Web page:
Public Health Relevance

Alcohol abuse is a leading cause of morbidity and mortality worldwide and recent data indicate that alcoholic liver disease affects over 10 million Americans. The long-term goals of this research project are to investigate the mechanisms by which ethanol disrupts the metabolic activity of adipose tissue and determine the impact of these chronic ethanol-induced changes in adipose tissue in the development of alcoholic liver disease.

Agency
National Institute of Health (NIH)
Institute
National Institute on Alcohol Abuse and Alcoholism (NIAAA)
Type
Method to Extend Research in Time (MERIT) Award (R37)
Project #
4R37AA011876-17
Application #
8602009
Study Section
Special Emphasis Panel (NSS)
Program Officer
Gao, Peter
Project Start
1998-04-01
Project End
2019-06-30
Budget Start
2014-07-01
Budget End
2015-06-30
Support Year
17
Fiscal Year
2014
Total Cost
$415,093
Indirect Cost
$151,887
Name
Cleveland Clinic Lerner
Department
Other Basic Sciences
Type
DUNS #
135781701
City
Cleveland
State
OH
Country
United States
Zip Code
44195
Roychowdhury, Sanjoy; McCullough, Rebecca L; Sanz-Garcia, Carlos et al. (2016) Receptor interacting protein 3 protects mice from high-fat diet-induced liver injury. Hepatology 64:1518-1533
Smathers, Rebecca L; Chiang, Dian J; McMullen, Megan R et al. (2016) Soluble IgM links apoptosis to complement activation in early alcoholic liver disease in mice. Mol Immunol 72:9-18
McCullough, Rebecca L; McMullen, Megan R; Das, Dola et al. (2016) Differential contribution of complement receptor C5aR in myeloid and non-myeloid cells in chronic ethanol-induced liver injury in mice. Mol Immunol 75:122-32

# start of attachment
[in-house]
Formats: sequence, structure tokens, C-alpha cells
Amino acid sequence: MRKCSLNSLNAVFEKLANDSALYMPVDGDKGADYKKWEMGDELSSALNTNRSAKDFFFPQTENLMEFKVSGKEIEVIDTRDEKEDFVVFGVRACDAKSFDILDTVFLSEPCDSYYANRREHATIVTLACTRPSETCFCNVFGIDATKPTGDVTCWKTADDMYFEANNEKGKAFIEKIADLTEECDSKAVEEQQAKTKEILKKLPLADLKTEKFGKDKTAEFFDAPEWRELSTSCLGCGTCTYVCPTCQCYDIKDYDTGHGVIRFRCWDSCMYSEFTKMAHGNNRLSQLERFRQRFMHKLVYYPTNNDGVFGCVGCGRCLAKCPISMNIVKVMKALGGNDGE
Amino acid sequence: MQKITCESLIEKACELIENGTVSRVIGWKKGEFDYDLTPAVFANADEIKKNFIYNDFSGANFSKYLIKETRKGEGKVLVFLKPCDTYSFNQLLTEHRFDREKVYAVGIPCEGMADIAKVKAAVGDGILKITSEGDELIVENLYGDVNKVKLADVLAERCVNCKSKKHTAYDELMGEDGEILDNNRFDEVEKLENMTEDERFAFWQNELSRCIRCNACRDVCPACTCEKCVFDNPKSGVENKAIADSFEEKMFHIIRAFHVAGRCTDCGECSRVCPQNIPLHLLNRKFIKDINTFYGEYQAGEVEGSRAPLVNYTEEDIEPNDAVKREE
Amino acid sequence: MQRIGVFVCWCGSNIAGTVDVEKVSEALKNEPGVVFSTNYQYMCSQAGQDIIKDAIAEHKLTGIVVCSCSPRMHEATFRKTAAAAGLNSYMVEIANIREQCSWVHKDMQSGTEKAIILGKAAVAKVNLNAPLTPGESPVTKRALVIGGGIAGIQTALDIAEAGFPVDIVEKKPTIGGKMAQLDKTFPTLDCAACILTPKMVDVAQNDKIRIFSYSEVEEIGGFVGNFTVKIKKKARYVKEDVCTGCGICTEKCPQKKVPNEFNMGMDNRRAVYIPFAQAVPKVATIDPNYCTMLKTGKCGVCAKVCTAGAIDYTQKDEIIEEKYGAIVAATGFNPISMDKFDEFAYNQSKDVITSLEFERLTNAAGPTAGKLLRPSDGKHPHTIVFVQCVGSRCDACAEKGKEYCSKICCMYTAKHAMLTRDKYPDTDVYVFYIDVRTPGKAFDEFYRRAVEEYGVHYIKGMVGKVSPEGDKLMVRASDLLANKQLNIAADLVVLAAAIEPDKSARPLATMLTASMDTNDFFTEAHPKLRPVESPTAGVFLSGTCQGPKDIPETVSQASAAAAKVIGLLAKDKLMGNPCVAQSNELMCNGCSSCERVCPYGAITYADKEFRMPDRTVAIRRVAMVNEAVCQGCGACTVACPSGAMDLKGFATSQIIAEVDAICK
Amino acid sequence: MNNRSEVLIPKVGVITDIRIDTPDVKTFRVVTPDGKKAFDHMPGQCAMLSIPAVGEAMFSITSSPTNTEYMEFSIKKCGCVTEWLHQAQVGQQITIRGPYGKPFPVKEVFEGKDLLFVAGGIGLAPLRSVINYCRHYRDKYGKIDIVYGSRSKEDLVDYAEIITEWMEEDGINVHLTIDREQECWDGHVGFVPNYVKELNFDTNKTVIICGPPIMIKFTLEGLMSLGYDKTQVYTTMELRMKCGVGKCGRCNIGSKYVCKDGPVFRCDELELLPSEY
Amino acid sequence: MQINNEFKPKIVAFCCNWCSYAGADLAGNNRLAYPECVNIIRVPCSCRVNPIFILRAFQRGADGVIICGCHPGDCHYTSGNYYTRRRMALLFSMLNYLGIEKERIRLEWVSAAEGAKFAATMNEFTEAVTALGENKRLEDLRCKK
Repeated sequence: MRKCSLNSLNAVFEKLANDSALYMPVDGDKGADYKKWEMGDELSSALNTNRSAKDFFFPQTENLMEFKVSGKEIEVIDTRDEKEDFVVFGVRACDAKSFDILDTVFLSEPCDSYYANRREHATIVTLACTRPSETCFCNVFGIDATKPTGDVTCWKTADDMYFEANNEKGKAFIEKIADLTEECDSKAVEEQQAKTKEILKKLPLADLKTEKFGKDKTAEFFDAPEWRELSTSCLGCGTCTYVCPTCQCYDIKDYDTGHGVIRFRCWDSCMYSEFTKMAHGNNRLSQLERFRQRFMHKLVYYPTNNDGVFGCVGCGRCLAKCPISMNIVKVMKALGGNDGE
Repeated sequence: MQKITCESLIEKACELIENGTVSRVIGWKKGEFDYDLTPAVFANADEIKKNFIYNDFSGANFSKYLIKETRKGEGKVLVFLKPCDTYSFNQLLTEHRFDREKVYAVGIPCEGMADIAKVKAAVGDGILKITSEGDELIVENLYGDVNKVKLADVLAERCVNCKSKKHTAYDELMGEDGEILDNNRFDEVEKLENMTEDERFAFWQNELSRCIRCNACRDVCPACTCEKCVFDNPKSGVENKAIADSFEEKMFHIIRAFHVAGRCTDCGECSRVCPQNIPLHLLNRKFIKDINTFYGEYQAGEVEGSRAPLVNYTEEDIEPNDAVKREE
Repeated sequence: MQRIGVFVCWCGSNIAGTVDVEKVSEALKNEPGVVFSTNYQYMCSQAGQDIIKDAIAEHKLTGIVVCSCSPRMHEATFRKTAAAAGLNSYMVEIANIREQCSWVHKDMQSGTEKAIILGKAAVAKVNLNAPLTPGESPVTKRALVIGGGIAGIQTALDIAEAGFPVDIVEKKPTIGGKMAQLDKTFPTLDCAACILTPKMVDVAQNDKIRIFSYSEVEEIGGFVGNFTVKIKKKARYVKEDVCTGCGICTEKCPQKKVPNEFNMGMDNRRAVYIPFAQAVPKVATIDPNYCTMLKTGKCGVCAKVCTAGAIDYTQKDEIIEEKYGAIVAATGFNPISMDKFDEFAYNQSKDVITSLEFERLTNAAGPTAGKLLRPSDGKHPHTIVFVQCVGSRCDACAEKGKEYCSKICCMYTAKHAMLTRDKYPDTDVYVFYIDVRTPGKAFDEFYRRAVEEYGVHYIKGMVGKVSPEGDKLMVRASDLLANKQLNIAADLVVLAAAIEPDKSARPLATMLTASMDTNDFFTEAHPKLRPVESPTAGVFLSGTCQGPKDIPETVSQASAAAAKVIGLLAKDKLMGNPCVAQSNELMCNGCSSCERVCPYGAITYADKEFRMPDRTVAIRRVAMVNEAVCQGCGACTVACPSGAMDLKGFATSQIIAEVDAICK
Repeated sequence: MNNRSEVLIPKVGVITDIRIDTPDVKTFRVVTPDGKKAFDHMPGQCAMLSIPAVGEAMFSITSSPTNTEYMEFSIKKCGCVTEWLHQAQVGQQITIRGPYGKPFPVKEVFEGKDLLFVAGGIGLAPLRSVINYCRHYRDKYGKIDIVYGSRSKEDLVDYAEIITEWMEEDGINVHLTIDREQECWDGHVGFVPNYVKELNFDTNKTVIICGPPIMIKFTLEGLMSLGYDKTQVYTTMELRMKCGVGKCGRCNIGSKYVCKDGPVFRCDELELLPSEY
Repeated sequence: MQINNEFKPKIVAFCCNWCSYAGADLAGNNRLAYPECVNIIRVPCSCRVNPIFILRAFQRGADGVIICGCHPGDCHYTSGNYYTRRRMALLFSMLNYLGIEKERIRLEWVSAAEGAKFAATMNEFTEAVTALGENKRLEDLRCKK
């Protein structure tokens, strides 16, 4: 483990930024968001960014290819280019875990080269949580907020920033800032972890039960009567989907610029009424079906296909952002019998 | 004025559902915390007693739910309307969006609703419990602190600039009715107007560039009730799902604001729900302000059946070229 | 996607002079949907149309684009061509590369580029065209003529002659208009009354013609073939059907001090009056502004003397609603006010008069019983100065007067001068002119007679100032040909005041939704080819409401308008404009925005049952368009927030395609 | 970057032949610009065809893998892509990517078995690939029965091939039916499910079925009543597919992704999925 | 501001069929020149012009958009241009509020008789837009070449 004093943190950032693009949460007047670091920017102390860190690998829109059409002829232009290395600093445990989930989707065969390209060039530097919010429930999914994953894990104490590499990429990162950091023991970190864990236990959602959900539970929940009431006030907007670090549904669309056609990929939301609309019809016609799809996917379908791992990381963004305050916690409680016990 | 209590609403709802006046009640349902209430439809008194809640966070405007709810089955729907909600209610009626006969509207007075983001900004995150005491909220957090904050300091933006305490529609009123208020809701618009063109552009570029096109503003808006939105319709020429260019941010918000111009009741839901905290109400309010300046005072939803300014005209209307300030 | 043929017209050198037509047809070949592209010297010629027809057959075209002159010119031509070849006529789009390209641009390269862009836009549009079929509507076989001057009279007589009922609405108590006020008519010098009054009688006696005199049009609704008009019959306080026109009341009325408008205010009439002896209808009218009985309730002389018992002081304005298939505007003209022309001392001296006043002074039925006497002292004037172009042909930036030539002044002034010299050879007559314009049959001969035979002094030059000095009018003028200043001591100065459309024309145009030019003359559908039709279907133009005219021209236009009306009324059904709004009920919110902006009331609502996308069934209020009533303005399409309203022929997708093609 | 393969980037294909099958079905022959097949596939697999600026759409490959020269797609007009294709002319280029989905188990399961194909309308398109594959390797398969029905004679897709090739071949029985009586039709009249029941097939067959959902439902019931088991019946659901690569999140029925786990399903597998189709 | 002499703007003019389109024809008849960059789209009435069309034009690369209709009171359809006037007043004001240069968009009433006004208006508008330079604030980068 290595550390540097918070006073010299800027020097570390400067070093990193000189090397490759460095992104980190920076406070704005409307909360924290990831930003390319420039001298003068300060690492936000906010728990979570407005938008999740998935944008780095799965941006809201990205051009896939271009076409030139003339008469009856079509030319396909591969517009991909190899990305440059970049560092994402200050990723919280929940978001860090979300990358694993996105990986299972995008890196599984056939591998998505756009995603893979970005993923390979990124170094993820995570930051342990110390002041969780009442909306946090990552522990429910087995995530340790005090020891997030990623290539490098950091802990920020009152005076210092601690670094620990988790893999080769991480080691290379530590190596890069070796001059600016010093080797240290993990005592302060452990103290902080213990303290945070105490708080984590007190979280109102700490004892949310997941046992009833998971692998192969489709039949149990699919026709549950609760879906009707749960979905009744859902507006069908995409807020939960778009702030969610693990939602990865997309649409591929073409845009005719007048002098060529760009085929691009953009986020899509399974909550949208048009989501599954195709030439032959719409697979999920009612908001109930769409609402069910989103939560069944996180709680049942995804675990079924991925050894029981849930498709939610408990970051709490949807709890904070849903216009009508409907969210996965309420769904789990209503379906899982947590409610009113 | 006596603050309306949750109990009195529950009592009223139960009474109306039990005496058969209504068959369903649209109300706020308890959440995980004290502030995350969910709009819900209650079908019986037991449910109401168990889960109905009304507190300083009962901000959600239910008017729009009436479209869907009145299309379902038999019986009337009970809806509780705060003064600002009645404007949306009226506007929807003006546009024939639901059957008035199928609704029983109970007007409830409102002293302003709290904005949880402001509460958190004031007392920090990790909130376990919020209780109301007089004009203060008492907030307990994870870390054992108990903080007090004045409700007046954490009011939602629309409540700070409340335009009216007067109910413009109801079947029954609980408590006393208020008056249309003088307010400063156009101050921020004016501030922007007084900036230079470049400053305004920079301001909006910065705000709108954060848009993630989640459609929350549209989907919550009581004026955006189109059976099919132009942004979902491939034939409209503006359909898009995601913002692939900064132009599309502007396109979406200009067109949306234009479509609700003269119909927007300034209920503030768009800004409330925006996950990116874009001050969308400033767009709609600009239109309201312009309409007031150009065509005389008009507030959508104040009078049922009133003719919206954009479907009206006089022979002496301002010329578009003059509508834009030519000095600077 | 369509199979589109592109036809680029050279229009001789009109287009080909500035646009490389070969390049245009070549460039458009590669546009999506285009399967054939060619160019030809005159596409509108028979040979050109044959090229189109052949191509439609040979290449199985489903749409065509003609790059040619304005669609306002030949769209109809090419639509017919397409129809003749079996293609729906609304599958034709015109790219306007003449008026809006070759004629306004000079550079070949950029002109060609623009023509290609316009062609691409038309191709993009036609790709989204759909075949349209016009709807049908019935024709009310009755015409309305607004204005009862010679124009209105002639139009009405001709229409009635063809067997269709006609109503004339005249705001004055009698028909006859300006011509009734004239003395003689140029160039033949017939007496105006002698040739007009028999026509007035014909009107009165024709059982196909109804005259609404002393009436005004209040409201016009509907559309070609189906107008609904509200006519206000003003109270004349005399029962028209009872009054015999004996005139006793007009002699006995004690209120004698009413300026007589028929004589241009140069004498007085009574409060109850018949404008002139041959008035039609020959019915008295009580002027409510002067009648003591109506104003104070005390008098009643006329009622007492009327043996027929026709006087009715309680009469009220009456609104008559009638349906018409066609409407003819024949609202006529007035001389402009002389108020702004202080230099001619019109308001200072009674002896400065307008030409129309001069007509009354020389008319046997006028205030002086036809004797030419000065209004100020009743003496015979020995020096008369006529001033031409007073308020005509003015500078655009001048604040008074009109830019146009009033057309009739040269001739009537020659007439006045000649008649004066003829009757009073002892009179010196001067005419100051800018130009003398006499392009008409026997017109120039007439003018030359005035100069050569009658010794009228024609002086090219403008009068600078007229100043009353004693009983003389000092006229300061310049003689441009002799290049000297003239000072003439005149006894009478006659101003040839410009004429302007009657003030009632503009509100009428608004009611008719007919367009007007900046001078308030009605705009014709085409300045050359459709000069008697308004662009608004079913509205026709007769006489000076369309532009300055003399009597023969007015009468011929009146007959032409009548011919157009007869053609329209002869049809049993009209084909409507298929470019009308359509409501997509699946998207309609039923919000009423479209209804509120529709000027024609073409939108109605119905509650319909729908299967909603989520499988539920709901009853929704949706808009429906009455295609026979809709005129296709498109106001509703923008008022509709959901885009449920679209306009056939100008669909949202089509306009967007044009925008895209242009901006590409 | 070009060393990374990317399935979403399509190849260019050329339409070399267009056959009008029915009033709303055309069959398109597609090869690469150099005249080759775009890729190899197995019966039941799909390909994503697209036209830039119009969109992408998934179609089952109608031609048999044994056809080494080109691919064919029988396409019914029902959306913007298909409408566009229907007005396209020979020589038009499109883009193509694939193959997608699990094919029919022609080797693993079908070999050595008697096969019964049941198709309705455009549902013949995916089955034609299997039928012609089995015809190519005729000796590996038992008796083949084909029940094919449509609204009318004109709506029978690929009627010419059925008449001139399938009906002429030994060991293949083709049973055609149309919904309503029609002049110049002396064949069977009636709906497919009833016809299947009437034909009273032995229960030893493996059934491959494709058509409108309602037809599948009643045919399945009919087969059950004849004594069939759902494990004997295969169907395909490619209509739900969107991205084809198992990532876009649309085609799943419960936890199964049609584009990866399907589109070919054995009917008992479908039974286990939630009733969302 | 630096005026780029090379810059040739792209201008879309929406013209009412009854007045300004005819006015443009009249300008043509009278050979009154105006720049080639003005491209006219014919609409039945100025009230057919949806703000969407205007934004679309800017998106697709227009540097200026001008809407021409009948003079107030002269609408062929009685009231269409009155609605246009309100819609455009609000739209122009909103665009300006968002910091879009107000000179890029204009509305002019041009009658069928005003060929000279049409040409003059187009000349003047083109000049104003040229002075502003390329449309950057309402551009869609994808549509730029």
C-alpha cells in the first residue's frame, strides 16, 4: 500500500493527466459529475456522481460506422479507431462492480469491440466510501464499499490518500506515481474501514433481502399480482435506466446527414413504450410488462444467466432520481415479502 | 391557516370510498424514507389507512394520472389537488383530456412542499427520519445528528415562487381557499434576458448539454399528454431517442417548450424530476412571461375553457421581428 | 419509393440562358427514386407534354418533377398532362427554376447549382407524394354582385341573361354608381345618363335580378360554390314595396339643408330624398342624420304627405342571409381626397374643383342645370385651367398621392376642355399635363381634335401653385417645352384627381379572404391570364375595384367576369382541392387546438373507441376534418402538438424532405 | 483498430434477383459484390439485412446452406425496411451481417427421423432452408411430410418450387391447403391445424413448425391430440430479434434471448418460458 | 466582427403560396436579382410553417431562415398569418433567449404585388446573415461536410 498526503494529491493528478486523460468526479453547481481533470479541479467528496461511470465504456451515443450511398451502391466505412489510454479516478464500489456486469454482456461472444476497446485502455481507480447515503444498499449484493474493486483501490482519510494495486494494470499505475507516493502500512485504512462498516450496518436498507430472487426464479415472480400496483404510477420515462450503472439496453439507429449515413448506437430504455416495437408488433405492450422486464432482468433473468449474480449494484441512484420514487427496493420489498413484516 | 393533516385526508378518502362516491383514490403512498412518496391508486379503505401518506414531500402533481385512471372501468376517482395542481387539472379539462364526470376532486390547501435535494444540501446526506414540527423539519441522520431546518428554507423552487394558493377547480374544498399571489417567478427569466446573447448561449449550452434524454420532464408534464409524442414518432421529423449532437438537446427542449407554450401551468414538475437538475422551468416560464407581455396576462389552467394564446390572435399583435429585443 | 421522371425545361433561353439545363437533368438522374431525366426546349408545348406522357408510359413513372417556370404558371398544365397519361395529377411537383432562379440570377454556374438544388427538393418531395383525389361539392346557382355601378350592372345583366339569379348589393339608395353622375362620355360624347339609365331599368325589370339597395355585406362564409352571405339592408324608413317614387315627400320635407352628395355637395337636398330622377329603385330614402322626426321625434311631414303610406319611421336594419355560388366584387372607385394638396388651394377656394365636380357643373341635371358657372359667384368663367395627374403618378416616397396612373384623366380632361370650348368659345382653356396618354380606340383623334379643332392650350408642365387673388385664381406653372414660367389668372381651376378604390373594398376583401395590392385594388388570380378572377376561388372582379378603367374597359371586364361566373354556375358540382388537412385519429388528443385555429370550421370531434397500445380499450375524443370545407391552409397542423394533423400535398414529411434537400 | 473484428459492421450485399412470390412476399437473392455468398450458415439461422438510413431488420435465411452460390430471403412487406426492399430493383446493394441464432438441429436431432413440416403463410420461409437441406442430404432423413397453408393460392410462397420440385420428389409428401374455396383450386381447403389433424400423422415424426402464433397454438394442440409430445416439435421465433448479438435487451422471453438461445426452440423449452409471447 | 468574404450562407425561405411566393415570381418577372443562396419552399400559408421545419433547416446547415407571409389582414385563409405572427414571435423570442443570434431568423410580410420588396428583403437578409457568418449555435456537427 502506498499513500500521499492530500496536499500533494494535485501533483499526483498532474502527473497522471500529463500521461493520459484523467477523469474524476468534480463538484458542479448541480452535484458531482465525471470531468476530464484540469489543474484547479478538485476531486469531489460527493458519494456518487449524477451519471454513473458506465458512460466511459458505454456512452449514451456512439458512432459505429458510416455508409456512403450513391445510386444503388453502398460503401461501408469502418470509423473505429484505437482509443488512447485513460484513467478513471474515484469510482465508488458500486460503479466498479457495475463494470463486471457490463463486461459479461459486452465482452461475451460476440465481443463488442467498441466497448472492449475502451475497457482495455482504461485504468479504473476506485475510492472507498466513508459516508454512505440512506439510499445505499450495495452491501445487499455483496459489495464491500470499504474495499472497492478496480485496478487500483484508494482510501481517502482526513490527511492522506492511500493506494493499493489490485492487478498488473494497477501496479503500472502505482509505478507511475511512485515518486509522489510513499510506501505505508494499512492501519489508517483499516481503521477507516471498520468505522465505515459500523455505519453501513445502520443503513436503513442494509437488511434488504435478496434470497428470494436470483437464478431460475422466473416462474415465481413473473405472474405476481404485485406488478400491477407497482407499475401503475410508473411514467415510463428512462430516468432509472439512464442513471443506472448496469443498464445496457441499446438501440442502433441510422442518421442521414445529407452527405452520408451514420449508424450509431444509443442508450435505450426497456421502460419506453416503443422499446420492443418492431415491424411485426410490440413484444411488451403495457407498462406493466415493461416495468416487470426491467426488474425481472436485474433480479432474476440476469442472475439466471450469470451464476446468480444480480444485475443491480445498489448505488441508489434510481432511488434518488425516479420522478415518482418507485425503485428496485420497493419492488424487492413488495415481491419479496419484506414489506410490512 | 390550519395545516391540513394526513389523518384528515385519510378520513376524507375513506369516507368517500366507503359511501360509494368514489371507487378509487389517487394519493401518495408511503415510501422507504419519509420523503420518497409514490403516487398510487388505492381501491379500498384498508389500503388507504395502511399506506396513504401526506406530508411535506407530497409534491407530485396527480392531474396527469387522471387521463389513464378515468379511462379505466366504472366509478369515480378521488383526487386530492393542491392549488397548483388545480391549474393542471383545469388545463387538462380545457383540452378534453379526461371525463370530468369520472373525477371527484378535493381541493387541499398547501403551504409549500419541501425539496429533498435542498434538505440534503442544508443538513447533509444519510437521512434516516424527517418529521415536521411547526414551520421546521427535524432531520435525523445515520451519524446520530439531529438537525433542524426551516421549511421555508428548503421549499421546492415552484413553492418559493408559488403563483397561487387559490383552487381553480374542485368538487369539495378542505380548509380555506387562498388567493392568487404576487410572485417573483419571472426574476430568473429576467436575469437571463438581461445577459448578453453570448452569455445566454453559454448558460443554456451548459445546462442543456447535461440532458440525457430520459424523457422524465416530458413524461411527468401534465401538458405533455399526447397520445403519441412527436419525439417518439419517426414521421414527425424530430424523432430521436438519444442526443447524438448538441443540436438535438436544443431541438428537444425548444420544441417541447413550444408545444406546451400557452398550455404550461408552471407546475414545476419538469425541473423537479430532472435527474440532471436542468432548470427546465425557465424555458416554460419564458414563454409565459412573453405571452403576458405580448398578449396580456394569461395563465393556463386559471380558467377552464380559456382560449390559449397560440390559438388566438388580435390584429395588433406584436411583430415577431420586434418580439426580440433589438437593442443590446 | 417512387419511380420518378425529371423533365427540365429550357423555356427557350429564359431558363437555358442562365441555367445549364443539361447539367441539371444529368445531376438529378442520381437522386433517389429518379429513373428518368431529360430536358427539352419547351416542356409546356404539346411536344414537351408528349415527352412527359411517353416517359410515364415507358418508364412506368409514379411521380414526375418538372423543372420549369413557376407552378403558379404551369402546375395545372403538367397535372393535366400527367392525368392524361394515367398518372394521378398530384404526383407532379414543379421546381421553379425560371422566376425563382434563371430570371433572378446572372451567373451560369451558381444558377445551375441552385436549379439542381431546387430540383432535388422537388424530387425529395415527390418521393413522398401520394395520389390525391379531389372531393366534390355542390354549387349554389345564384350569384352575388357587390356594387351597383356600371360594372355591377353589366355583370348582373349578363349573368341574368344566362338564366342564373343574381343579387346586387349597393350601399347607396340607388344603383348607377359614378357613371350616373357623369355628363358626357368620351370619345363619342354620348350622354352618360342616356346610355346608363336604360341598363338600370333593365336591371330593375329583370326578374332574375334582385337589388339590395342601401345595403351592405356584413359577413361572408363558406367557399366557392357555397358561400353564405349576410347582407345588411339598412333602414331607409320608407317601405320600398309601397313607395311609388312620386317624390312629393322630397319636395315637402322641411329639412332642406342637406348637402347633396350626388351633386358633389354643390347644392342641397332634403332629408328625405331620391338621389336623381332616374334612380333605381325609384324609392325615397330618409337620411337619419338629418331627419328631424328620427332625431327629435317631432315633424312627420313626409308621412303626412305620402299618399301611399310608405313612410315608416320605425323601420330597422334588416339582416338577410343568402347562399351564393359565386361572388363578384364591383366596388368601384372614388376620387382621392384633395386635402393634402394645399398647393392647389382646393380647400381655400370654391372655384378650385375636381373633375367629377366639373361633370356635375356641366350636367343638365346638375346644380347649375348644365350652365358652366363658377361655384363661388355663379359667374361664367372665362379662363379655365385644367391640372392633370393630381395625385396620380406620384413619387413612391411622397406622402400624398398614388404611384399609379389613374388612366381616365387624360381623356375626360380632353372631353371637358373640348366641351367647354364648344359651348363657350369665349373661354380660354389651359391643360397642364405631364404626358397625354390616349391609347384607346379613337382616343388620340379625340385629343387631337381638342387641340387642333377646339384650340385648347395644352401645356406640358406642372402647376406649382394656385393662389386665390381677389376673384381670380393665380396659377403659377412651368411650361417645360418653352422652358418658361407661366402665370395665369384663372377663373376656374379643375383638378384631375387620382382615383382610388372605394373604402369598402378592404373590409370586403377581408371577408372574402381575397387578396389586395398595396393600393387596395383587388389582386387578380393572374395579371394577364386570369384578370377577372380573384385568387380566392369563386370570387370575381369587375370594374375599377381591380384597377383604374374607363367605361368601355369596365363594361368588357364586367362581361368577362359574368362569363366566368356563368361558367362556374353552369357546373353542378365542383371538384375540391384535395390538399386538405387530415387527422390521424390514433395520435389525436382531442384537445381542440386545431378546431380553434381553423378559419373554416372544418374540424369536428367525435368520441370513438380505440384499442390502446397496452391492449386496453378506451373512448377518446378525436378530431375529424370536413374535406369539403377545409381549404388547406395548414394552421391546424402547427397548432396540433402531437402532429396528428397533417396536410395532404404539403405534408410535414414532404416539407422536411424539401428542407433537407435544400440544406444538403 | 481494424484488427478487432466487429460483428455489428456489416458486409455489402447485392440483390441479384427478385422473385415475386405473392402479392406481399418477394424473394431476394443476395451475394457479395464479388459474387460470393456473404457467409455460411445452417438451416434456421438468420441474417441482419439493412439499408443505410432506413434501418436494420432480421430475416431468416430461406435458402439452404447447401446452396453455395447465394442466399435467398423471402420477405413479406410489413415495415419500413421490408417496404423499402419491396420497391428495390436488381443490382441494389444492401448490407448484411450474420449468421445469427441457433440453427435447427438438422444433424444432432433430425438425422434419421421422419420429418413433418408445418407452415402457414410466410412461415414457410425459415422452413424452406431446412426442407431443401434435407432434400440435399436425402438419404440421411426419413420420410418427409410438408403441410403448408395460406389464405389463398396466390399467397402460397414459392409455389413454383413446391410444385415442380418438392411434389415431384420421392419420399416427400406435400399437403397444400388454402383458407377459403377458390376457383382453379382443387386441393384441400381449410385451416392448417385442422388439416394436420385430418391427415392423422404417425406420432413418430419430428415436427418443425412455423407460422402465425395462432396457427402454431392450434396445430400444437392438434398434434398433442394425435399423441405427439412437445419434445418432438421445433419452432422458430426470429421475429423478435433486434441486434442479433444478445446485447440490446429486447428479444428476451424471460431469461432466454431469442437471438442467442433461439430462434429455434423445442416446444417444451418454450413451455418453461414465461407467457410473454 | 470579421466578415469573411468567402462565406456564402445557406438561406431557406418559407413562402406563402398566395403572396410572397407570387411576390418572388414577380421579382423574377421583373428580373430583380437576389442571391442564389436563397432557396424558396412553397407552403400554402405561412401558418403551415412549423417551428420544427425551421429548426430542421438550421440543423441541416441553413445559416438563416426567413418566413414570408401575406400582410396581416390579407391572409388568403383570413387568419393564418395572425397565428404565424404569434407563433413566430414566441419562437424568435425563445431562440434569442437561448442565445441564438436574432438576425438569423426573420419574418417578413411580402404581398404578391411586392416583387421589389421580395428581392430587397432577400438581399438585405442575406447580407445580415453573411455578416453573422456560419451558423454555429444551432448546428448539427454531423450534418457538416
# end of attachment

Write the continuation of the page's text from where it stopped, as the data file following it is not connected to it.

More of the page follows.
Barnes, Mark A; McMullen, Megan R; Roychowdhury, Sanjoy et al. (2015) Macrophage migration inhibitory factor is required for recruitment of scar-associated macrophages during liver fibrosis. J Leukoc Biol 97:161-9
Cresci, Gail A; Allende, Daniela; McMullen, Megan R et al. (2015) Alternative complement pathway component Factor D contributes to efficient clearance of tissue debris following acute CClâ‚„-induced injury. Mol Immunol 64:9-17
Park, Pil-Hoon; Sanz-Garcia, Carlos; Nagy, Laura E (2015) Adiponectin as an anti-fibrotic and anti-inflammatory adipokine in the liver. Curr Pathobiol Rep 3:243-252
Latchoumycandane, Calivarathan; Nagy, Laura E; McIntyre, Thomas M (2015) Myeloperoxidase formation of PAF receptor ligands induces PAF receptor-dependent kidney injury during ethanol consumption. Free Radic Biol Med 86:179-90
Barnes, Mark A; Roychowdhury, Sanjoy; Nagy, Laura E (2014) Innate immunity and cell death in alcoholic liver disease: role of cytochrome P4502E1. Redox Biol 2:929-35
Latchoumycandane, Calivarathan; Nagy, Laura E; McIntyre, Thomas M (2014) Chronic ethanol ingestion induces oxidative kidney injury through taurine-inhibitable inflammation. Free Radic Biol Med 69:403-16
Dixon, Laura J; Barnes, Mark; Tang, Hui et al. (2013) Kupffer cells in the liver. Compr Physiol 3:785-97